The coronavirus pandemic has changed the world in ways we are only just understanding. In many regions of the world retailers are on pause, wondering when their outlets will reopen at scale and asking themselves how they can give their community access to their products. Savvy marketers are looking into all options to keep their audience engaged and their business growing. And while there are several options on the table, there’s just one that can enable brands to tie engagement to actual business in this difficult time. Social commerce.

Social commerce enables brands to sell products directly via social media platforms. In today’s business environment, selling via social media holds a lot of appeal, as more people are spending time on social platforms such as Facebook and Instagram and more people are already accustomed to buying online. Where social commerce differs from social media marketing is that instead of directing users to an online store, brands can offer users the ability to purchase products directly within the social network. While it’s still early days for the social commerce ecosystem, it’s clear that the leading platforms are getting “commerce-ready”. Already today 60% of Instagram users say they find new products on Instagram and last year the platform launched Instagram Shopping for selected brands, giving business an immersive storefront for people to discover and explore products as well as a link from which purchases can be made. It won’t be long until these features are available to all, which means brands need to be preparing for social commerce today.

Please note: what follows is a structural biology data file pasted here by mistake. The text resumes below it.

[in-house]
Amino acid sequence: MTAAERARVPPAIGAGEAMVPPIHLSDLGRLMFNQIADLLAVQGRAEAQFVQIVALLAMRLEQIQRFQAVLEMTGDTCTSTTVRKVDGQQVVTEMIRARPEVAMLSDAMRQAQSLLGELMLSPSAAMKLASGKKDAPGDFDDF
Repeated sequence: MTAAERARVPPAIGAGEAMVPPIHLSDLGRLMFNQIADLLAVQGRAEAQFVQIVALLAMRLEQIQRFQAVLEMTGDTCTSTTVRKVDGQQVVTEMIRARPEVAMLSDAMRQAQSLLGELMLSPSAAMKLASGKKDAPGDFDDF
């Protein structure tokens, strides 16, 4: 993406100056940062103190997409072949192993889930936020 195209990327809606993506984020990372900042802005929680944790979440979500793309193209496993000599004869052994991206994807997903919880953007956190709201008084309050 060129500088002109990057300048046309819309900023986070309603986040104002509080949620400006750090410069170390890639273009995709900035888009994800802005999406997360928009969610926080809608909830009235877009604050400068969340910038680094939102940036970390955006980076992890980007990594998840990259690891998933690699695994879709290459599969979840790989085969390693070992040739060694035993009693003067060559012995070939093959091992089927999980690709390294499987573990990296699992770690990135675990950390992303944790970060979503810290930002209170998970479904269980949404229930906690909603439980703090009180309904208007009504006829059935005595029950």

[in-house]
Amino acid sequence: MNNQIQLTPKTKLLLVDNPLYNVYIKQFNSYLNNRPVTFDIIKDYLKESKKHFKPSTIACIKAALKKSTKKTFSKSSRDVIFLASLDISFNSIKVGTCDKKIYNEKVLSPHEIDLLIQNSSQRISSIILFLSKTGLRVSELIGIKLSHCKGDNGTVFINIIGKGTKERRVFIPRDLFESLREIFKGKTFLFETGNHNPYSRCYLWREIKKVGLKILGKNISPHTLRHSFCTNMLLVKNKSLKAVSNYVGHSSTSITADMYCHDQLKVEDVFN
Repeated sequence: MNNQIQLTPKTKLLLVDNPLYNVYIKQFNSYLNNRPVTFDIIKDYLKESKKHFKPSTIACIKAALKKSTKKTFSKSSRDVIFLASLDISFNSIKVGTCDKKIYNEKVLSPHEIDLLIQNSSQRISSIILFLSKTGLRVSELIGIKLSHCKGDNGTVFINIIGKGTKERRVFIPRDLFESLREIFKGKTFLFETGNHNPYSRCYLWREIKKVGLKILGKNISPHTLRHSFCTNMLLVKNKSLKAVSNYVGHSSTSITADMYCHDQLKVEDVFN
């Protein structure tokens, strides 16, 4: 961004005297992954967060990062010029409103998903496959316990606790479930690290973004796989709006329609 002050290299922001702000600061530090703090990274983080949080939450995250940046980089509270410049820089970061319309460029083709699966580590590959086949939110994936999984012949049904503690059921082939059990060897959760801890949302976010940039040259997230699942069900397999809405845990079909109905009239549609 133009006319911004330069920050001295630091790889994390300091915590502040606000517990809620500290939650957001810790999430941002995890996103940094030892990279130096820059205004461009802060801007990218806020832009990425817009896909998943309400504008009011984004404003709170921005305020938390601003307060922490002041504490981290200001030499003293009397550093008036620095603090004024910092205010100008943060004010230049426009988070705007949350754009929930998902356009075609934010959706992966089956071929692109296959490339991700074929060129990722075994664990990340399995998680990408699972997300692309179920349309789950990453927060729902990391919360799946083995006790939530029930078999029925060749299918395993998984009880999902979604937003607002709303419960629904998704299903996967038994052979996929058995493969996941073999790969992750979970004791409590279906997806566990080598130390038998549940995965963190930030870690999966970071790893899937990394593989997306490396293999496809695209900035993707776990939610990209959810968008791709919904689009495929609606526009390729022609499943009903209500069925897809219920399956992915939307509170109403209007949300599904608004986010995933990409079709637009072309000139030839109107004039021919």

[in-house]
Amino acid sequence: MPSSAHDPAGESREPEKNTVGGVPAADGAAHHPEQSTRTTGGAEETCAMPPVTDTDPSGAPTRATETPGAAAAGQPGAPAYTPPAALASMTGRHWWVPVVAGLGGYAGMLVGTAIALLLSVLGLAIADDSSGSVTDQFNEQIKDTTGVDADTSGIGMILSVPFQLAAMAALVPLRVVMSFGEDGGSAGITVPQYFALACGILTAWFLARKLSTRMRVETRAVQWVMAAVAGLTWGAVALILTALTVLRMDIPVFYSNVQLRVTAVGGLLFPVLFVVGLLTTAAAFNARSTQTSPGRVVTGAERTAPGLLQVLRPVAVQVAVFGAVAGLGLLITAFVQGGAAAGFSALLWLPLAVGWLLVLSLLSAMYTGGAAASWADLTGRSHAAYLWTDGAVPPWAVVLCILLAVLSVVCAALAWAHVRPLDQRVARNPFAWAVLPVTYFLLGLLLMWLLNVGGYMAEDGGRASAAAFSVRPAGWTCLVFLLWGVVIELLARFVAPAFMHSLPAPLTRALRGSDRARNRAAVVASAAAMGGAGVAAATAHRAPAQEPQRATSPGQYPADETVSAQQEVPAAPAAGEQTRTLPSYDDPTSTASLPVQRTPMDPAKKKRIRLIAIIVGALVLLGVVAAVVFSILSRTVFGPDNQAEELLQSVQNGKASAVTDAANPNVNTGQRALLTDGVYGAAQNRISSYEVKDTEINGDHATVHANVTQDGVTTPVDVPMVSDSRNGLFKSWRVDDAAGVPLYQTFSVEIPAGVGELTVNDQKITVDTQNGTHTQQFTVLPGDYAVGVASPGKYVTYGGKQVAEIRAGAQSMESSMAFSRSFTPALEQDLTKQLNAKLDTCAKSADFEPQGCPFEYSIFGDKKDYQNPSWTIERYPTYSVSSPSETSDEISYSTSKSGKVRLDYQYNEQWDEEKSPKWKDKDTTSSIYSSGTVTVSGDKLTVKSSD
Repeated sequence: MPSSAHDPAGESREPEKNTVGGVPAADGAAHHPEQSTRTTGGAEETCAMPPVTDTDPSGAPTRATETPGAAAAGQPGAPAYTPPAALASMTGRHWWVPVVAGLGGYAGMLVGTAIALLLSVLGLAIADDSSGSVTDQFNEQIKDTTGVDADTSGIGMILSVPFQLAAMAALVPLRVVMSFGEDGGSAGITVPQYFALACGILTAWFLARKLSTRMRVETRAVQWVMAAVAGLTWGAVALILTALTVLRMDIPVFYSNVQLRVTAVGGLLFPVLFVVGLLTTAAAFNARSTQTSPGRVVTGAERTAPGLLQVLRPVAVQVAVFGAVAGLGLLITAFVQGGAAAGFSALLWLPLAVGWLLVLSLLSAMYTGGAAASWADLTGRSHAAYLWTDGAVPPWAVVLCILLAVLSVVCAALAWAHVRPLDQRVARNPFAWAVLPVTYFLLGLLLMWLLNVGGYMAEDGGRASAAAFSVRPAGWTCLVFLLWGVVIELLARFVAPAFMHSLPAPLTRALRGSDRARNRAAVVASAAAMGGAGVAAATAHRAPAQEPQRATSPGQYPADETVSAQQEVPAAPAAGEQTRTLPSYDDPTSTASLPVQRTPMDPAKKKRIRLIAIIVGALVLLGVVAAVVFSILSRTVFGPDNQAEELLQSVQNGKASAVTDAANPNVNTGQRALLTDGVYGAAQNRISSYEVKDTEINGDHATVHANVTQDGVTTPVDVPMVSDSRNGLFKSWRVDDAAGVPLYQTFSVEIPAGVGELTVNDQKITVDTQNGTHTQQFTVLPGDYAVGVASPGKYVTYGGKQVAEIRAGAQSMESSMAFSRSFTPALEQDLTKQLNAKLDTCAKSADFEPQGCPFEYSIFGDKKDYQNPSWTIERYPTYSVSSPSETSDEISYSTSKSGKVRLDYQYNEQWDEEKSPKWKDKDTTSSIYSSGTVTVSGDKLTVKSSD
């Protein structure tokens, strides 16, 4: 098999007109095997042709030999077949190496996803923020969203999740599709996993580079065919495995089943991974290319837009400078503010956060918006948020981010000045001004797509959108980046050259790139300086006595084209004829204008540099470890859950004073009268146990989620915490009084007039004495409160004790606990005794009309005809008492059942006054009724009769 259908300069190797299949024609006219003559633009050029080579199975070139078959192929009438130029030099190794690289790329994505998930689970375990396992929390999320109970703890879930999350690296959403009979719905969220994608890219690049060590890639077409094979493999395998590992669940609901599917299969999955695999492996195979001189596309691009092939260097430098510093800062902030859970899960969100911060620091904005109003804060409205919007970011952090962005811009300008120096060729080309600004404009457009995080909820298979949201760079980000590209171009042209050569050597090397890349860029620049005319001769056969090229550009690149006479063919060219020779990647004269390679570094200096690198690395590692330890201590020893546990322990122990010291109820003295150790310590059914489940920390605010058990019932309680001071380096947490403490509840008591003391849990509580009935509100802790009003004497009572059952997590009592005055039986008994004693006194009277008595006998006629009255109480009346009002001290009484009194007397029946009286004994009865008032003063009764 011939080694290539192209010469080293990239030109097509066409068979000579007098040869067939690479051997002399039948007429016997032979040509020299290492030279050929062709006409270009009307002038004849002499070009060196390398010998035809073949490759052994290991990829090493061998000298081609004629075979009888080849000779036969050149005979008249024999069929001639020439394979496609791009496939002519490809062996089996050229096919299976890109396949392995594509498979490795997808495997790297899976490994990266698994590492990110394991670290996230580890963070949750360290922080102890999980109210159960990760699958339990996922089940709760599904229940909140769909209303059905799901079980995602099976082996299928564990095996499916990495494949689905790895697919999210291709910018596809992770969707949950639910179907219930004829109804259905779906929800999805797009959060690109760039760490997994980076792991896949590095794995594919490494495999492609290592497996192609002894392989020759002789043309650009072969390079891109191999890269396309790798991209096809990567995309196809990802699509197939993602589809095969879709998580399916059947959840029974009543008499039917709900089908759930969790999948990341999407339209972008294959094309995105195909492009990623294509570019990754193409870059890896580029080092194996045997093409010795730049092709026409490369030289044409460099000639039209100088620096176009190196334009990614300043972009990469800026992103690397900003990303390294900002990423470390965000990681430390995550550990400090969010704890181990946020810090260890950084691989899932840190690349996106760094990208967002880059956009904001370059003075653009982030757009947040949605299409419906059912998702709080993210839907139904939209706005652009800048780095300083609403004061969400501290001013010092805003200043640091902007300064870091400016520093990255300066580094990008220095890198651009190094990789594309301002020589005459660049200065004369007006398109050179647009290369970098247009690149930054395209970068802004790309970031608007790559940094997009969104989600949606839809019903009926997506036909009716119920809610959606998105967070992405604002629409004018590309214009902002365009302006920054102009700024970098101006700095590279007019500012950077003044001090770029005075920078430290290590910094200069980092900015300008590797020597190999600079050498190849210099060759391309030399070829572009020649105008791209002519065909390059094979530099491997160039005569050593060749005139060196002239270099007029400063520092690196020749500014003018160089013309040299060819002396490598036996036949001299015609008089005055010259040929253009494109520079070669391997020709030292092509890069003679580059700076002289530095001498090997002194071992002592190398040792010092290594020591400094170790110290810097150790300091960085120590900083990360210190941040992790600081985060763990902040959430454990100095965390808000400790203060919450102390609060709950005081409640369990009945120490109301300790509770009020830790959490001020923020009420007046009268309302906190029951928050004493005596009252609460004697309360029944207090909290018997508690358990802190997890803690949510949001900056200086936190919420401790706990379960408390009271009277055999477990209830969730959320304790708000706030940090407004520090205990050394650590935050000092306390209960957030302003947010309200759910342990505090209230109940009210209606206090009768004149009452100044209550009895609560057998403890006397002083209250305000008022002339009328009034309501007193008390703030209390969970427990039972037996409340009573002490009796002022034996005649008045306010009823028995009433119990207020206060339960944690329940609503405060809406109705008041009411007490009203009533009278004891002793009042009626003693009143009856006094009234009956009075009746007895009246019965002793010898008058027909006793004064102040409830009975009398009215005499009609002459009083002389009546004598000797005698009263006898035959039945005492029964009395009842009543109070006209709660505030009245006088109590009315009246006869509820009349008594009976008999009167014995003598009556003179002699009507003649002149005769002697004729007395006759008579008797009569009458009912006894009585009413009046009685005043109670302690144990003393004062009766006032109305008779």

The world of retail is made for social selling. Many retailers already have an ecommerce platform, which means they are already fully digitalised. They have often already understood the importance of using social media for product awareness, for engaging their audience and for customer care. All they need is to build a solid plan for how to drive the complete customer journey, from product discovery, to purchase via social media.

Any brand looking to make the move into social commerce needs to make sure they understand their audience and where that audience is most engaged. For example, fashion and beauty brands have a good home on Instagram, where the highly visual nature of the platform makes it the perfect place for users to engage with their content. While interior decoration brands may find that they see most engagement on Pinterest. Once the brand has ascertained on which platform(s) their audience is most engaged, it’s time to start thinking about the kind of content that resonates best with them. Each audience is made up of different personas and understanding these personas is crucial when it comes to building a customised social commerce campaign.